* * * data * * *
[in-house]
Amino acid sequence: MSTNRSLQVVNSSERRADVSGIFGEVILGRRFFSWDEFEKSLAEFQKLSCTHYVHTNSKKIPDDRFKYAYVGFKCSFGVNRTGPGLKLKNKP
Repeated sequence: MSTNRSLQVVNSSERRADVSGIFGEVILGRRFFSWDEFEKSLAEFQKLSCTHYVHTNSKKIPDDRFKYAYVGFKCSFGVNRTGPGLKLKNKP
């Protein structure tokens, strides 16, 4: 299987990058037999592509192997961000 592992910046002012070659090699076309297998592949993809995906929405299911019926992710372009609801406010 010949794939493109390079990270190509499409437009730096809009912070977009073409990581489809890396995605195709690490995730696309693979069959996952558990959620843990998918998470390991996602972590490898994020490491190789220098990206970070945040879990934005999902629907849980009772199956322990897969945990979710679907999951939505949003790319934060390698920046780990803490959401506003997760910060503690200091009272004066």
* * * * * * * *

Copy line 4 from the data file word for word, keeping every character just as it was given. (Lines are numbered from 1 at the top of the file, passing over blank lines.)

């Protein structure tokens, strides 16, 4: 299987990058037999592509192997961000 592992910046002012070659090699076309297998592949993809995906929405299911019926992710372009609801406010 010949794939493109390079990270190509499409437009730096809009912070977009073409990581489809890396995605195709690490995730696309693979069959996952558990959620843990998918998470390991996602972590490898994020490491190789220098990206970070945040879990934005999902629907849980009772199956322990897969945990979710679907999951939505949003790319934060390698920046780990803490959401506003997760910060503690200091009272004066």